Eating in res. is unappetizing
author: rigel smith | contributor
Is what student’s have sufficient?
The University of Regina and their partnership with Chartwells is failing students, and it is time students start taking action and demanding changes.
Residents who occupy single dorm-style rooms on campus are forced to purchase a meal plan. The plan, which is valid from September to April, gives students access to a select few campus food locations that offer limited hours of operation, nutritionally imbalanced meals, and less-than-perfect health inspection records; all for the minimum expense of $2,460 a year.
The first glaring problem is the lack of variety in menu items and hours of operation for the on-campus locations. Tim Hortons, for example, does not serve its full menu, but rather limits students’ meal options to bagels, breakfast sandwiches, and baked goods. Additionally, of the fifteen Chartwells locations on campus, four mainly serve beverages. This only serves to further narrow down the meal options available to students. If that was not enough, six of the fifteen outlets close at or before 3:00 p.m. on weekdays, leaving extremely limited supper options, which requires students to spend additional money on groceries.
Financially, the meal plan lacks a key component: the ability to obtain a refund for unused dollars. The U of R Residence Handbook states that you are not eligible for a refund of your meal plan unless “you withdraw from residence or from the University.”
Curiously, the option to transfer unused swipe and save dollars onto a card that does not expire – an option that Chartwells offers – is not mentioned in the Residence Handbook. The Handbook specifically states, “Meal cards EXPIRE on April 30. No refunds are given on unused balances.”
This confuses readers, as they believe it means there is no way to get any money back for future use. If there is an option for students to transfer money for use in later semesters, which there is, why does the university seem so secretive about it? Is it because they honestly forgot to mention it, or are the possibilities of additional profit too tantalizing to resist?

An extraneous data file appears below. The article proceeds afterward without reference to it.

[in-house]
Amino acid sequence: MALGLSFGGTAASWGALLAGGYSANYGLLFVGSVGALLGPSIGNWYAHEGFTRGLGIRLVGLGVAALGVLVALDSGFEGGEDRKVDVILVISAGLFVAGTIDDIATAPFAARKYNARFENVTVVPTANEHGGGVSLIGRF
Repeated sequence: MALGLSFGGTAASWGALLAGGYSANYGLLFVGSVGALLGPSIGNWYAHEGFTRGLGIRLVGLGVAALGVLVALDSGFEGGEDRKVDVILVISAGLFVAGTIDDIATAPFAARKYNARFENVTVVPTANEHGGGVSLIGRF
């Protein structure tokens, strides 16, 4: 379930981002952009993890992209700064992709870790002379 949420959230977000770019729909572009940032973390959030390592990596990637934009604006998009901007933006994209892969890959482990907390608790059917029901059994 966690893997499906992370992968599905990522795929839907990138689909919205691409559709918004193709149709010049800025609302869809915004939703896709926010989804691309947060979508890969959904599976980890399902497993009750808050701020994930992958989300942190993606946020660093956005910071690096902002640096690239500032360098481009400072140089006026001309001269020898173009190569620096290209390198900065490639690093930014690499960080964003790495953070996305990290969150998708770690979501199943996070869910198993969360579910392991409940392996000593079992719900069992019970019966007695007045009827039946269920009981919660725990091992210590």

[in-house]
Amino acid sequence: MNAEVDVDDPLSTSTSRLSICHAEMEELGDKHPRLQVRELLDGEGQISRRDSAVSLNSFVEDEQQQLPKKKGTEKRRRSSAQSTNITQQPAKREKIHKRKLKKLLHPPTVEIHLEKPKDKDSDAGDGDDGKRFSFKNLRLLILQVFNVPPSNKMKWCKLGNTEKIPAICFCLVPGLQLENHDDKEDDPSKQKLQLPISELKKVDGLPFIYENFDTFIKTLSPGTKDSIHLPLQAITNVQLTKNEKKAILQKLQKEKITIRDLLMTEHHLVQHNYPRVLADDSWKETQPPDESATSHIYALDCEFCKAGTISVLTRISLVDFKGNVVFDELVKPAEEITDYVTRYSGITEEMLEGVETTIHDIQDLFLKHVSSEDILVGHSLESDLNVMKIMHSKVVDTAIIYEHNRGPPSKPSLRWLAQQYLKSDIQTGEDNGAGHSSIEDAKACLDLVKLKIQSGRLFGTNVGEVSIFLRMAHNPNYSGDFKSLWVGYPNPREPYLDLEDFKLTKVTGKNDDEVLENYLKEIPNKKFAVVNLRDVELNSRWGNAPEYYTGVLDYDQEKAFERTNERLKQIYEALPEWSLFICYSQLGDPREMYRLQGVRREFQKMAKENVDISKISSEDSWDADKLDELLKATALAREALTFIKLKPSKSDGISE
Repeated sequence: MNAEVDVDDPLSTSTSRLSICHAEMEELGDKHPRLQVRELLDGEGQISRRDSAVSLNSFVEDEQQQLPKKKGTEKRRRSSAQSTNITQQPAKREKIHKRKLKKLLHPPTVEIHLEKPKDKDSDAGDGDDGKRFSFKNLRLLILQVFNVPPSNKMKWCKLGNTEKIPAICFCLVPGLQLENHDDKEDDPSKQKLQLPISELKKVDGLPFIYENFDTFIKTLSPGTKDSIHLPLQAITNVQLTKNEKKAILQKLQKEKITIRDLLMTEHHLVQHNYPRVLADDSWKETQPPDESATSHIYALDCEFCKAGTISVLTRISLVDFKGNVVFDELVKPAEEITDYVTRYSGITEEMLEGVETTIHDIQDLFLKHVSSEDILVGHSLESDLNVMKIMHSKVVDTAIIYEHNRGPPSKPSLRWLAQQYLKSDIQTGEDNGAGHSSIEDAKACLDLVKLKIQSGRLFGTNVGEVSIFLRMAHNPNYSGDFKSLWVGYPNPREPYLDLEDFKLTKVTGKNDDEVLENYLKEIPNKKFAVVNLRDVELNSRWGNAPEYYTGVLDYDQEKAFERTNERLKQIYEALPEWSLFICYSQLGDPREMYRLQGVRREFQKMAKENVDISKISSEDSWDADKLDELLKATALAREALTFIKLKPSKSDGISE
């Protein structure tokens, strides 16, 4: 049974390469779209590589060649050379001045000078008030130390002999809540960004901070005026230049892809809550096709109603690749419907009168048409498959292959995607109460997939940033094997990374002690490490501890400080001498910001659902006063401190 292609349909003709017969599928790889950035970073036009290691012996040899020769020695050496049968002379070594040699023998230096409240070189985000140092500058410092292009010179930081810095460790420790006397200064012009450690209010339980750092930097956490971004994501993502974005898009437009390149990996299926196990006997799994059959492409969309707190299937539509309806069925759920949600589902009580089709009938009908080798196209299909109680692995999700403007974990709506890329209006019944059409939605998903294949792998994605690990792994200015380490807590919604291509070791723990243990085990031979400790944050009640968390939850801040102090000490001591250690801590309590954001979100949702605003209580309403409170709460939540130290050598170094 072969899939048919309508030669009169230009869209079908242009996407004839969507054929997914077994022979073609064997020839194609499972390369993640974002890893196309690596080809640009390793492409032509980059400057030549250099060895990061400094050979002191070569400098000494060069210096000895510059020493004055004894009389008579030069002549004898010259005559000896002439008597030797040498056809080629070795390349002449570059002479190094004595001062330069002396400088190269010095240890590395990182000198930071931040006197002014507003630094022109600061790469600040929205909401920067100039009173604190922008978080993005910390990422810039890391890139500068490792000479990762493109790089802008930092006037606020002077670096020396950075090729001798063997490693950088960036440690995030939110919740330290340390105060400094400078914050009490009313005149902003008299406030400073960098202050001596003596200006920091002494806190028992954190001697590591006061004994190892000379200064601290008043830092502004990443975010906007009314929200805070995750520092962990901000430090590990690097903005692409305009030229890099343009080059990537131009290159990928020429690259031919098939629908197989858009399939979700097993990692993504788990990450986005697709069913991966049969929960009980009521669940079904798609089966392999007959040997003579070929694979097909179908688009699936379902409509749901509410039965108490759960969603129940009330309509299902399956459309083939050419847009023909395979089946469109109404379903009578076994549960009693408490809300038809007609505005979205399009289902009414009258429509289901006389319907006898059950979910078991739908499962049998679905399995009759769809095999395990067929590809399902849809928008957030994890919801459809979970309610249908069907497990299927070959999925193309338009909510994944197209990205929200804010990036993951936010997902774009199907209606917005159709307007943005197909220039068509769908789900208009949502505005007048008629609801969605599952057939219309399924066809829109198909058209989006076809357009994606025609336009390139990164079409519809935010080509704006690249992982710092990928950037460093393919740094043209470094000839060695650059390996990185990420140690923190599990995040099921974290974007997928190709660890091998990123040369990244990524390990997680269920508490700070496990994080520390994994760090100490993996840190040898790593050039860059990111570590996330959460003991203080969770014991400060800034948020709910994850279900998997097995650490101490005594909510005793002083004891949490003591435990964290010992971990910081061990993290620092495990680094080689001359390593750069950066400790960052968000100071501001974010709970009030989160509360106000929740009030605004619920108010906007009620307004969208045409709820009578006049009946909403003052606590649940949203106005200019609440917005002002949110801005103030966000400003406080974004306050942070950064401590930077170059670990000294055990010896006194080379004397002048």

When the Carillon reached out to Residence Services for a statement about these various concerns, the office responded with this comment:
“The University has worked in partnership with Chartwells over the last few years to engage the campus community for input on food options, food quality, price points, and hours of operation. There have been a number of improvements to food services this year and we continue to work towards additional improvements. Together we also committed to ensuring health & safety is top priority for both food handling and facility management.”
Not only does this reply fail to provide specific evidence as to how public input led to tangible improvements, but it also seems to disregard the fact that many food outlets on campus had areas of non-compliance on their initial health and safety inspections. Moreover, a number of the locations continued to be non-compliant on follow up inspections (see the Carillon’s 2016 article “University kitchens are non-compliant, again.” for more details.)
To put this into perspective, if a residence student fails a monthly cleaning inspection and does not remedy the problem after one follow up, they are charged a base fee and hourly wage of a housekeeper to clean it for them. This raises the question of why is it that the university holds stricter consequences for a dirty shower than a food outlet with potentially unsanitary practices?
By enforcing a meal plan restricted to campus-only use, and allowing food locations to continue serving even after non-compliant investigations, the university is demanding that its students eat potentially unsanitary foods and therefore put the students at a higher risk for contracting related health issues.